Country Patterns in Security Engagement with the PRC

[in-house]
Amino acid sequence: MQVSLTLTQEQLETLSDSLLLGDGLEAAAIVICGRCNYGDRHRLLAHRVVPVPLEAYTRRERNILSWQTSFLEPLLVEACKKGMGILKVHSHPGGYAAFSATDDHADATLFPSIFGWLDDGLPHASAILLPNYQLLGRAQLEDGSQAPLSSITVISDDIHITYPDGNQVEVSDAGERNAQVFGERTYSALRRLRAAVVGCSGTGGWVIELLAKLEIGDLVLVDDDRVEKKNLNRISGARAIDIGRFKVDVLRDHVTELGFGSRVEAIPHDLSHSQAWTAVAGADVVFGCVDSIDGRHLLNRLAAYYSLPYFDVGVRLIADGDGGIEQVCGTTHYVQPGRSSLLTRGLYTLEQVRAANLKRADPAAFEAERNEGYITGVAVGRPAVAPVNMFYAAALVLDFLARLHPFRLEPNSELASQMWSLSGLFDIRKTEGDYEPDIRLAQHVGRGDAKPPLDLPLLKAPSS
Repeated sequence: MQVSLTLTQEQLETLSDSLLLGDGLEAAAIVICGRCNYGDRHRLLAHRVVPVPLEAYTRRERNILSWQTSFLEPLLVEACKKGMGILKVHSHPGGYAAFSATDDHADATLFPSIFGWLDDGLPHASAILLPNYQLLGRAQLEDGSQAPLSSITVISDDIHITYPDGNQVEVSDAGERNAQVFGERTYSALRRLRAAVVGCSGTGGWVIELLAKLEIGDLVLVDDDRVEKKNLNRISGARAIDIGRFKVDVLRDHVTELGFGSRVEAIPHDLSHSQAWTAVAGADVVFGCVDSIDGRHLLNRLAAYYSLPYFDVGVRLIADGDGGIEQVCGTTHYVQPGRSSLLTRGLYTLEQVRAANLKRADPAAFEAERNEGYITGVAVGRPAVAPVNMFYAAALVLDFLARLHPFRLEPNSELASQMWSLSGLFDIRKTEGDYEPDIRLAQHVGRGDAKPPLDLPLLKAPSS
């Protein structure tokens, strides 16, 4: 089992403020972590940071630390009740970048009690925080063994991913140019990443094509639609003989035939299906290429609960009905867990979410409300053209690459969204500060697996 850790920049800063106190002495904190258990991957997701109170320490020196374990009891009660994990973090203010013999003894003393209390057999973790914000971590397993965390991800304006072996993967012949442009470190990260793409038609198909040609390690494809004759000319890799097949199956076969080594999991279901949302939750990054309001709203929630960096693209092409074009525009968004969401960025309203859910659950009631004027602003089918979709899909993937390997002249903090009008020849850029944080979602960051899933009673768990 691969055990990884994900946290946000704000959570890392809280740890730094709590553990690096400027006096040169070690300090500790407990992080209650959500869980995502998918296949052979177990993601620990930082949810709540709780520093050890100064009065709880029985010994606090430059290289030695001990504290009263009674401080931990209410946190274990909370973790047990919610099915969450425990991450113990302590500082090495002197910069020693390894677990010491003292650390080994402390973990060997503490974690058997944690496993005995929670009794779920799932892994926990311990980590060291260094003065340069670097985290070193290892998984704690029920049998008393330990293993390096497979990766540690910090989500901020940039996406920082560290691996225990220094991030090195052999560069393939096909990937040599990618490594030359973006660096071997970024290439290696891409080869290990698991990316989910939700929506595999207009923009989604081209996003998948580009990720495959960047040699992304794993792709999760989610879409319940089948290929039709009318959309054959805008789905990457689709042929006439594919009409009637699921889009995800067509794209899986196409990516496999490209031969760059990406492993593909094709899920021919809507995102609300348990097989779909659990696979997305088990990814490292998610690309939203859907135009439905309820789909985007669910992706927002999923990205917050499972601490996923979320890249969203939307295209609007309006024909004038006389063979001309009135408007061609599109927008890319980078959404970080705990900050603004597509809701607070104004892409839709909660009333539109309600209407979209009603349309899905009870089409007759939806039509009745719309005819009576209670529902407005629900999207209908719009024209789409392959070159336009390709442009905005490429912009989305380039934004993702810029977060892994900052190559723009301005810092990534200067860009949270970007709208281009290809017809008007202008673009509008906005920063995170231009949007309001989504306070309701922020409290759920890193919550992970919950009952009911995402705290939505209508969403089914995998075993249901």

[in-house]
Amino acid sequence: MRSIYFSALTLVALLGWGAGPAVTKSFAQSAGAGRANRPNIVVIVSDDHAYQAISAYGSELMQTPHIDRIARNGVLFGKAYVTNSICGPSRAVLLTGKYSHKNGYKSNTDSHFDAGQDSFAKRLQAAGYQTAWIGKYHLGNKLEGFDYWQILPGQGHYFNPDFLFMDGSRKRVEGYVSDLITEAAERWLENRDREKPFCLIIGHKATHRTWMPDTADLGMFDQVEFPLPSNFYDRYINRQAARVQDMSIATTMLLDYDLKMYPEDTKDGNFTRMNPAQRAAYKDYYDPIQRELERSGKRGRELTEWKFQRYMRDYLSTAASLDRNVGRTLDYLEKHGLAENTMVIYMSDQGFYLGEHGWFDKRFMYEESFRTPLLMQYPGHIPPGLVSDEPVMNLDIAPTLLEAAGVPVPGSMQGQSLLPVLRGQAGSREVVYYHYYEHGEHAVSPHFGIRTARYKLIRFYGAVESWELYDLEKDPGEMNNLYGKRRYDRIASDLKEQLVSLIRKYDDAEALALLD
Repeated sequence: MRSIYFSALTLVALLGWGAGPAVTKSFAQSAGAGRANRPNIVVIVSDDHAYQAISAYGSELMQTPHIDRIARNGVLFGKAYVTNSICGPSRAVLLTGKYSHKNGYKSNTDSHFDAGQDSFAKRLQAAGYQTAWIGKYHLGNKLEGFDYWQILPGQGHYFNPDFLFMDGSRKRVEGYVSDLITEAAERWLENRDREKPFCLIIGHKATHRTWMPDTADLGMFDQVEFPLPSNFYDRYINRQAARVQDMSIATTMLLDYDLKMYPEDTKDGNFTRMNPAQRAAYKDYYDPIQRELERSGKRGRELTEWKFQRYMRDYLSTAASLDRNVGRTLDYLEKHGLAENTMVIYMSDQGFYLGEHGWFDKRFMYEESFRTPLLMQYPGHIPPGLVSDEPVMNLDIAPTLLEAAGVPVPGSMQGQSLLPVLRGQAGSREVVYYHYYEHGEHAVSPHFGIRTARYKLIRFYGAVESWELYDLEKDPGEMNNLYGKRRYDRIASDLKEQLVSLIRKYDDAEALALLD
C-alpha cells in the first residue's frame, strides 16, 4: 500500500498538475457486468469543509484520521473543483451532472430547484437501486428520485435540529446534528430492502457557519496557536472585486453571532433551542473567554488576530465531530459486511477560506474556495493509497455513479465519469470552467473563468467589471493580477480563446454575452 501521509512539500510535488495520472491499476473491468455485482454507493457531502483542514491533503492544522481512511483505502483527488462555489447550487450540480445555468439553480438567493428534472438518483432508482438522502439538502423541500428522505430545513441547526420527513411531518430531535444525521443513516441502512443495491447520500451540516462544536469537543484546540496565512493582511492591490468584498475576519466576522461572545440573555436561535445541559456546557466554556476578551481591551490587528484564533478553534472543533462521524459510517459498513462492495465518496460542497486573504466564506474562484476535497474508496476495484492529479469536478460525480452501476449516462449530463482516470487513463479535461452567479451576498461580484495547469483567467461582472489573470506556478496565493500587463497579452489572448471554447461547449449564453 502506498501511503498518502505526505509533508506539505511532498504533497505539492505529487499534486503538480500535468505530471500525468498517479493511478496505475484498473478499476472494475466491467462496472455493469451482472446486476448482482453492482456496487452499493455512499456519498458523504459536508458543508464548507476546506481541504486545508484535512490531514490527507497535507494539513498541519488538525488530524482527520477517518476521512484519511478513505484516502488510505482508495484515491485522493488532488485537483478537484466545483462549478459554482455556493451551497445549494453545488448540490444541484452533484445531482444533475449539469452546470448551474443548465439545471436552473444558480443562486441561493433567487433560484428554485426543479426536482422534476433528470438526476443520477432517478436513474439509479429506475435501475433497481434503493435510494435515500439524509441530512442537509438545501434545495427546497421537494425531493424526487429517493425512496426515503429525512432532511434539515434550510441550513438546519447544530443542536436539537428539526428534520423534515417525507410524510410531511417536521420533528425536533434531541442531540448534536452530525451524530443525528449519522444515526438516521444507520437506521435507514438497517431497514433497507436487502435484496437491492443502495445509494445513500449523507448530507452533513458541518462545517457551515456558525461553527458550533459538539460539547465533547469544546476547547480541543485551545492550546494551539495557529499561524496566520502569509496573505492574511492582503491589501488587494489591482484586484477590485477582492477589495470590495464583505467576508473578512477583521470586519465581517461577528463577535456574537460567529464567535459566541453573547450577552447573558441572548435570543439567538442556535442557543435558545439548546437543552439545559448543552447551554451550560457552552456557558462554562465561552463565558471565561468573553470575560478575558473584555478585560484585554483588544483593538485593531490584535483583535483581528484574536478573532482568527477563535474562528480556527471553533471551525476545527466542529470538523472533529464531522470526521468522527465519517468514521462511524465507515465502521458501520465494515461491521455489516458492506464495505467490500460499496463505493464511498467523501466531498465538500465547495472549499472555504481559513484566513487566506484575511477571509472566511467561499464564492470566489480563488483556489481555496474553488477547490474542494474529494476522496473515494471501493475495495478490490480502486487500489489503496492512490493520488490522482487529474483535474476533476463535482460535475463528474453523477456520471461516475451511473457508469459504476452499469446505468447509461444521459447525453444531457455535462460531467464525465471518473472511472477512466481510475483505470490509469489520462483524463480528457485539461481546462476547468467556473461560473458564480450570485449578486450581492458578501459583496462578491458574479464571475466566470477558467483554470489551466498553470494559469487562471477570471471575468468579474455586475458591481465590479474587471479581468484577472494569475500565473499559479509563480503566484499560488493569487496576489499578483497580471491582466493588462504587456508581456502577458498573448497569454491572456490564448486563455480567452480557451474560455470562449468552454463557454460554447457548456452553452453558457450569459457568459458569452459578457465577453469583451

There is not currently a clear division in Latin America and the Caribbean between countries that engage militarily with the PRC versus those who engage with the West, unlike the clearly distinguishable dichotomy that existed between military allies of the Soviet Union and those of the West during the Cold War. The present ambiguity reflects the PRC’s avoidance of formal military alliances and of associating itself with positions hostile to the United States. Indeed, it has avoided explicitly “taking sides,” even when anti-U.S. regimes such as that of Hugo Chavez and later Nicolas Maduro in Venezuela have sought to draw China closer. The PRC has also not, to date, sought to establish permanent military bases Latin America, as some have speculated could occur as a product of construction work or port concessions going to Chinese companies in Panama, or through the port of La Union in El Salvador. Such caution in close proximity to the United States is consistent with PRC reluctance to acknowledge even the military character of its only current foreign military port facility, which is located in Djibouti, in Africa.